As I’ve entered the holiday season with so many other Americans, it has come to me quite clearly, two things: how desperately I need to travel the world and overseas and how destroyed our culture in this country has become. And how tortured our spirits as human beings are because of this.
We are a country based on survival, of competition and taking. It is what is owed to us, not what is given. We will take your ipod, your shirt off your back, your job, your wife, your life. And we will do it without regret or remorse. We will take our oil, our debt, and even our traditions. We will borrow them, but not give them back. We will take our Black Friday. We will consume, we will further, we will take.
Both my parents, who work in healthcare, will be working this Christmas holiday. My brother and I, in leiu of having a family destination for that day, have opted for a soup kitchen. It’s been a long time since I’ve volunteered anywhere or even wrote about it. I based this blog years ago on the concept of human flaw and I think this is a path for me to return to that, to re ‘take’ that which was already given to me: the ability to write, write well, and communicate to other people my thoughts as a human being.
So here we go…
There are places in the world, and I know they exist, where nothing is expected of you. You walk your life for yourself, you be good and help people up when they need it, if you can. And you receive.
I think it’s redundant to say here that yes, beauty is in the eye of the beholder and that you take value in what you put value in. These are very common and core beliefs that many people forget because they are so lost in surviving, in wanting.
There is nothing special about me spending Christmas day in a soup kitchen. It’s a holiday well spent cherishing the human spirit with other people. And I do have to give a nod to Pope Francis, to spiritual leaders everywhere. And yes, I do believe this new Pope really is a spiritual leader, unlike many that have come before him. Not a church leader, not a political leader, a spiritual leader. He gives to me, to the public, to humanity without expectation.
I recently read on the Dalai Llama’s blog, no doubt, that he is not only the fourteenth Dalai Llama, but that he may very well be the last. Not just because he has stepped down from political power from Tibet, but that he has set in motion a series of contingencies where once he has passed, Buddhism, from the abbots and monks to the religion as a whole, will have to decide whether a Dalai Llama, the Dalai Llama, is needed anymore.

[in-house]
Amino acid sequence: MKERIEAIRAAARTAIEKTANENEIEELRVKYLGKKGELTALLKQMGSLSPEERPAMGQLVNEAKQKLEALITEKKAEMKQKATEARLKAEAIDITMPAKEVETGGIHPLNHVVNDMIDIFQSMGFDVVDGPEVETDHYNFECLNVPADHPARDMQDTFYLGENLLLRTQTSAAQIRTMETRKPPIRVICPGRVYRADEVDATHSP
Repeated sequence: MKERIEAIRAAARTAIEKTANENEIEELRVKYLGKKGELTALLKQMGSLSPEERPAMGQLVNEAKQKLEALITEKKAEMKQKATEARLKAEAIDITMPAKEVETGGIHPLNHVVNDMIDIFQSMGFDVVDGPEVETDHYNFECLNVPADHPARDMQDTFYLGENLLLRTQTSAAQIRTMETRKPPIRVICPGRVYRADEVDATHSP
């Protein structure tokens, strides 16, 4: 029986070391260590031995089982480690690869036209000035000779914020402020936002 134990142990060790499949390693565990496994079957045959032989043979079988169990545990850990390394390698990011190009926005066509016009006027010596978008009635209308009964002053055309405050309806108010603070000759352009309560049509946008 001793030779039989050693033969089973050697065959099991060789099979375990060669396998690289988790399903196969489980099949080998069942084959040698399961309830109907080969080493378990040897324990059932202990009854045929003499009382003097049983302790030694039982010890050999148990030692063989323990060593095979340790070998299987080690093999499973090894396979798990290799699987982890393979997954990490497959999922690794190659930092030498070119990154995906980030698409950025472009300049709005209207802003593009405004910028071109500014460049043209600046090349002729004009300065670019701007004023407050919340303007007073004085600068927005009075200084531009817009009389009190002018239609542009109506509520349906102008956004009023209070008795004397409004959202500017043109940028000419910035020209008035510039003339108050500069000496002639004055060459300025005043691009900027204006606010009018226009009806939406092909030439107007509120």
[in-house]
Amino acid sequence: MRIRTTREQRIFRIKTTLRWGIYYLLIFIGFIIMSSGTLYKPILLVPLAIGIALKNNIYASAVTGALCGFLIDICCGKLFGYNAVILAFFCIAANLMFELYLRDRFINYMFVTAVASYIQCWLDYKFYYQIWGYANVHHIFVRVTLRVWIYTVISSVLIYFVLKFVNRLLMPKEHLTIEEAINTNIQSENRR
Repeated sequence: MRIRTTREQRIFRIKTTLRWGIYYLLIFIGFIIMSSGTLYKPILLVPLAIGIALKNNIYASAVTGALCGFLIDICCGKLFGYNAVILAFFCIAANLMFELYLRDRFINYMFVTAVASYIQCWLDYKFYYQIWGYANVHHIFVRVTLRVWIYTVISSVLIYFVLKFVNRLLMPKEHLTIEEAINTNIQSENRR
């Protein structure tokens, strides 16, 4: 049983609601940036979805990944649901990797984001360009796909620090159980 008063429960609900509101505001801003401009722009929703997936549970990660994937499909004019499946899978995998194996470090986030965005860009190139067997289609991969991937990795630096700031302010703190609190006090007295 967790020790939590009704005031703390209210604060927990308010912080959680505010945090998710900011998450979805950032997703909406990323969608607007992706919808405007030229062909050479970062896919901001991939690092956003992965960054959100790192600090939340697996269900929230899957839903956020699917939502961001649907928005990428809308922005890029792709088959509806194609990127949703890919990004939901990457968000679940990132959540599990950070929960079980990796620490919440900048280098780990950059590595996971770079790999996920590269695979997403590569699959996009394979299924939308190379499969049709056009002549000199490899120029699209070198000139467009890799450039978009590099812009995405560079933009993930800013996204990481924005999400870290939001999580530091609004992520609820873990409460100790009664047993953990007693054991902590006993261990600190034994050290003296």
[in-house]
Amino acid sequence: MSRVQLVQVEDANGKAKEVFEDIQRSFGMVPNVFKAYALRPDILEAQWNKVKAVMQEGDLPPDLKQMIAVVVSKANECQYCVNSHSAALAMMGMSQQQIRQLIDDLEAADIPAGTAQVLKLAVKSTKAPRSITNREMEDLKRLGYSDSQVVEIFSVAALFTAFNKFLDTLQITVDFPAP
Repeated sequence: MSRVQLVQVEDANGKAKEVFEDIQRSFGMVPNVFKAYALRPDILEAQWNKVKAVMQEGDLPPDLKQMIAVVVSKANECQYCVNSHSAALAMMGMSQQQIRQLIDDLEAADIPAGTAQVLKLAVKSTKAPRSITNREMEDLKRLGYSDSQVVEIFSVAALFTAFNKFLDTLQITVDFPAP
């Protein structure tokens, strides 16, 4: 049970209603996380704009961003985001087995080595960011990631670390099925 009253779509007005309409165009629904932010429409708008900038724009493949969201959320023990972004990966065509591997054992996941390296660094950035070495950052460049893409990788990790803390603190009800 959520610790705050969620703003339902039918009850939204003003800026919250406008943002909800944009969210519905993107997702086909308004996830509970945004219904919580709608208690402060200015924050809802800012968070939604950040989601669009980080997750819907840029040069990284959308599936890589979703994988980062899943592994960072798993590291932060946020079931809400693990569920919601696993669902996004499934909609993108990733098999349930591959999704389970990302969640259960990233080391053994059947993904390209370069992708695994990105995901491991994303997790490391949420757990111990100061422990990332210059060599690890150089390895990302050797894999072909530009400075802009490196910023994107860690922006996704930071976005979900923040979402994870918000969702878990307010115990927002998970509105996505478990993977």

I recently sat in on a Buddhist group meditation here in Cleveland. And while much of the information was about the traditions of group meditations, the bells, the incense, even the colors and shapes of these things, I can’t help but attempt to describe to you what happened to me during this time. The abbot gave us insights within the first ten minutes or so on posture, thought patterns and how to ‘stay and return’ during meditation. Give and receive.
I’ve talked to a couple people now about the experience, one or two that have studied Buddhism and meditation for years and myself, not so much as a skeptic but just curious, told the abbot that I had a a ‘superficial’ belief in the religion.
Because I only had a knowledge of Buddhism and not a wisdom. For over ten years, I’ve sorted through doctrine and traditions, eight-fold paths and four noble truths, to get where I am now in not only understanding the difference in this to Western religion, but to understand my own strength at making peace with it and myself.
Buddhism, like Hindusim, is very much inclusive. You are a Buddha already. You can be Christian and still be this Buddha. There is no right or wrong, sinners and saints, black and white. And it goes very well with the belief that I have always had, that there is no such thing as good or evil, only being closer or farther from a god, creator or the universe. Or even yourself as such.
My mother has always pestered me, going on ten years now I think, that she always thought it would be great if I actually ended up becoming a practicing Buddhist. I think because she has so many ties, belief and value in her church. And I don’t know if I will ever end up becoming a Buddhist, after all, we are all very much a Buddha. And sometimes this has shown in my fiction in small ways, the seven steps Siddartha took after birth, the yoga a firefighter’s wife practices.
When I sat in that room with three other people meditating, a wisdom came over me and I let go of the knowledge. It was awkward at first, the silence, the passing cars, the two other community college students who were there for a class. Something happened in my mind, to me, that really (and I’ve only described this once so far to other people) can only be summed up in ‘humming.’
I felt, for those fifteen to twenty minutes, the vibration and sound and color of either myself or the room or the universe or all three, but it was humming. It was harmony. It was changing and flowing and these were my beautiful thoughts: of my life, my world, of staying and returning. I’m being dead serious, I literally felt a humming.
I may practice the meditation alone for awhile, I may not. I meditate now while I write and that has always been my own personal form of meditating. Writing. But I believe I have found something that not just was always there, but that is especially important to me, to this blog, to the season. I go with the flow and tide of the winter, of family and friends and celebrations. They hit one after another like waves against the shore or boat, cresting when they are needed most but always there and coming towards us from that distance.
I go knowing a better part of my own peace this Christmas, a better part of Chris.